I stumbled on this question while looking for a solution, and the provided answer solves it quite well. However, it didn't really suit my purposes, for which I needed a "tensorizable" solution (i.e. implemented in numpy without explicit loops), and possibly with a linewidth option. I ended up implementing my own version, and since in the end it's also quite faster than line_aa, I thought I could share it.

It comes in two flavors, with and without linewidth. Actually the former is not a generalization of the latter, and neither perfectly agrees with line_aa, but for my purposes they're just fine and on plots they look okay.

```
def naive_line(r0, c0, r1, c1):
# The algorithm below works fine if c1 >= c0 and c1-c0 >= abs(r1-r0).
# If either of these cases are violated, do some switches.
if abs(c1-c0) < abs(r1-r0):
# Switch x and y, and switch again when returning.
xx, yy, val = naive_line(c0, r0, c1, r1)
return (yy, xx, val)
# At this point we know that the distance in columns (x) is greater
# than that in rows (y). Possibly one more switch if c0 > c1.
if c0 > c1:
return naive_line(r1, c1, r0, c0)
# We write y as a function of x, because the slope is always <= 1
# (in absolute value)
x = np.arange(c0, c1+1, dtype=float)
y = x * (r1-r0) / (c1-c0) + (c1*r0-c0*r1) / (c1-c0)
valbot = np.floor(y)-y+1
valtop = y-np.floor(y)
return (np.concatenate((np.floor(y), np.floor(y)+1)).astype(int), np.concatenate((x,x)).astype(int),
np.concatenate((valbot, valtop)))
```

I called this "naive" because it is quite similar to the naive implementation in Wikipedia, but with some anti-aliasing, although admittedly not perfect (e.g. makes very thin diagonals).

The weighted version gives much thicker line more pronounced anti-aliasing.

```
def trapez(y,y0,w):
return np.clip(np.minimum(y+1+w/2-y0, -y+1+w/2+y0),0,1)
def weighted_line(r0, c0, r1, c1, w, rmin=0, rmax=np.inf):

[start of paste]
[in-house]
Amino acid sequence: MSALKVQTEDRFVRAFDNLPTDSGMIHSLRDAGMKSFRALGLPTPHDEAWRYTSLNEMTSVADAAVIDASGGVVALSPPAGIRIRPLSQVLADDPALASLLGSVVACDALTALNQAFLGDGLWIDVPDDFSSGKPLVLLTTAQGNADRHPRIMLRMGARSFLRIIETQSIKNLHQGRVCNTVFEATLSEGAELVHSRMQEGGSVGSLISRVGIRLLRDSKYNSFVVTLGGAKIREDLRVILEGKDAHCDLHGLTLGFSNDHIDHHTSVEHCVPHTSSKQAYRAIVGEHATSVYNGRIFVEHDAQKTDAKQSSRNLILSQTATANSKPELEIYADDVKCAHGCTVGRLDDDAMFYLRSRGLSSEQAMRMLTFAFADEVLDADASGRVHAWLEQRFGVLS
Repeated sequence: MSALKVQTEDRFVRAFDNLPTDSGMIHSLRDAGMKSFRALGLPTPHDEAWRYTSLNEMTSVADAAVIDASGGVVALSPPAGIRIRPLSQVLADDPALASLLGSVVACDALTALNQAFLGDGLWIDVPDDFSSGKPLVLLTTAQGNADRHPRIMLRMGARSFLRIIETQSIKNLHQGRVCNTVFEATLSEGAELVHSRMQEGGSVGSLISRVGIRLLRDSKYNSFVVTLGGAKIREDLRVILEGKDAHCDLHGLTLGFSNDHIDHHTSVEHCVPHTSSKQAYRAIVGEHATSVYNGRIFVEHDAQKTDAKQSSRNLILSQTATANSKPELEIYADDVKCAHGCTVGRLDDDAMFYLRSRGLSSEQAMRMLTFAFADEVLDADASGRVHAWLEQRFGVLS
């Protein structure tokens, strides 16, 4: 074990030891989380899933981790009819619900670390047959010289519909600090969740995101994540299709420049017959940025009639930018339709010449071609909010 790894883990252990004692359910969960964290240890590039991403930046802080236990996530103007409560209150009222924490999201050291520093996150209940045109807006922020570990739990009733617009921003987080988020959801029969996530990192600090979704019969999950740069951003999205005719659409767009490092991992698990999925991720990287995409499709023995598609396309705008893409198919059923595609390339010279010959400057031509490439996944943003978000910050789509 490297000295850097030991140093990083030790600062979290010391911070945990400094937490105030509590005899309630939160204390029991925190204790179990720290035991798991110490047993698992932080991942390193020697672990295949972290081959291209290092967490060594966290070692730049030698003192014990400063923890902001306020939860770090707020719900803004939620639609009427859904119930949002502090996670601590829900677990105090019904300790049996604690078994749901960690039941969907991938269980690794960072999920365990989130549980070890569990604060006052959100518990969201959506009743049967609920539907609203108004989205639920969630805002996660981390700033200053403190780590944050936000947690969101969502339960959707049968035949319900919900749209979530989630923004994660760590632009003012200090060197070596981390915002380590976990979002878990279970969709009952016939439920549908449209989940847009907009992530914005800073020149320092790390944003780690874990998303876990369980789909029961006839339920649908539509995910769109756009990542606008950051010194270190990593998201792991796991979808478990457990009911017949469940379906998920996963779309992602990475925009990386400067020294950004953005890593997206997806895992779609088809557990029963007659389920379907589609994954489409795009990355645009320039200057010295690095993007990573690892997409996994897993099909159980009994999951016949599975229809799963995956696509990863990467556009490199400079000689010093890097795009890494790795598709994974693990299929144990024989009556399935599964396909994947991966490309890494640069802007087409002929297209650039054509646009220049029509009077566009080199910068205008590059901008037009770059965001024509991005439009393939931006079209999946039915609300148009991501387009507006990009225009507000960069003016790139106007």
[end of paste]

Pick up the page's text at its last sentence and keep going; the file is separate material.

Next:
# The algorithm below works fine if c1 >= c0 and c1-c0 >= abs(r1-r0).
# If either of these cases are violated, do some switches.
if abs(c1-c0) < abs(r1-r0):
# Switch x and y, and switch again when returning.
xx, yy, val = weighted_line(c0, r0, c1, r1, w, rmin=rmin, rmax=rmax)
return (yy, xx, val)
# At this point we know that the distance in columns (x) is greater
# than that in rows (y). Possibly one more switch if c0 > c1.
if c0 > c1:
return weighted_line(r1, c1, r0, c0, w, rmin=rmin, rmax=rmax)
# The following is now always < 1 in abs
slope = (r1-r0) / (c1-c0)
# Adjust weight by the slope
w *= np.sqrt(1+np.abs(slope)) / 2
# We write y as a function of x, because the slope is always <= 1
# (in absolute value)
x = np.arange(c0, c1+1, dtype=float)
y = x * slope + (c1*r0-c0*r1) / (c1-c0)
# Now instead of 2 values for y, we have 2*np.ceil(w/2).
# All values are 1 except the upmost and bottommost.
thickness = np.ceil(w/2)
yy = (np.floor(y).reshape(-1,1) + np.arange(-thickness-1,thickness+2).reshape(1,-1))
xx = np.repeat(x, yy.shape[1])
vals = trapez(yy, y.reshape(-1,1), w).flatten()
yy = yy.flatten()
# Exclude useless parts and those outside of the interval
# to avoid parts outside of the picture
mask = np.logical_and.reduce((yy >= rmin, yy < rmax, vals > 0))
return (yy[mask].astype(int), xx[mask].astype(int), vals[mask])
```

The weight adjustment is admittedly quite arbitrary, so anybody can adjust that to their tastes. The rmin and rmax are now needed to avoid pixels outside of the picture. A comparison:

As you can see, even with w=1, weighted_line is a bit thicker, but in a kind of homogeneous way; similarly, naive_line is homogeneously slightly thinner.

Final note about benchmarking: on my machine, running `%timeit f(1,1,100,240)`

for the various functions (w=1 for weighted_line) resulted in a time of 90 µs for line_aa, 84 µs for weighted_line (although the time of course increases with the weight) and 18 µs for naive_line. Again for comparison, reimplementing line_aa in pure Python (instead of Cython as in the package) took 350 µs.

`ImageDraw`

module has an API quite similar to what you described. Also, take a look at`skimage.draw`

: scikit-image.org/docs/dev/api/skimage.draw.html For that matter, you can even use matplotlib for this, if you need antialiasing and/or more advanced drawing methods. – Joe Kington Jul 26 '15 at 15:27`line_aa`

is what I was looking for. Thank you! Do you want to post the answer or should I create a community wiki one? – Martin Thoma Jul 26 '15 at 16:47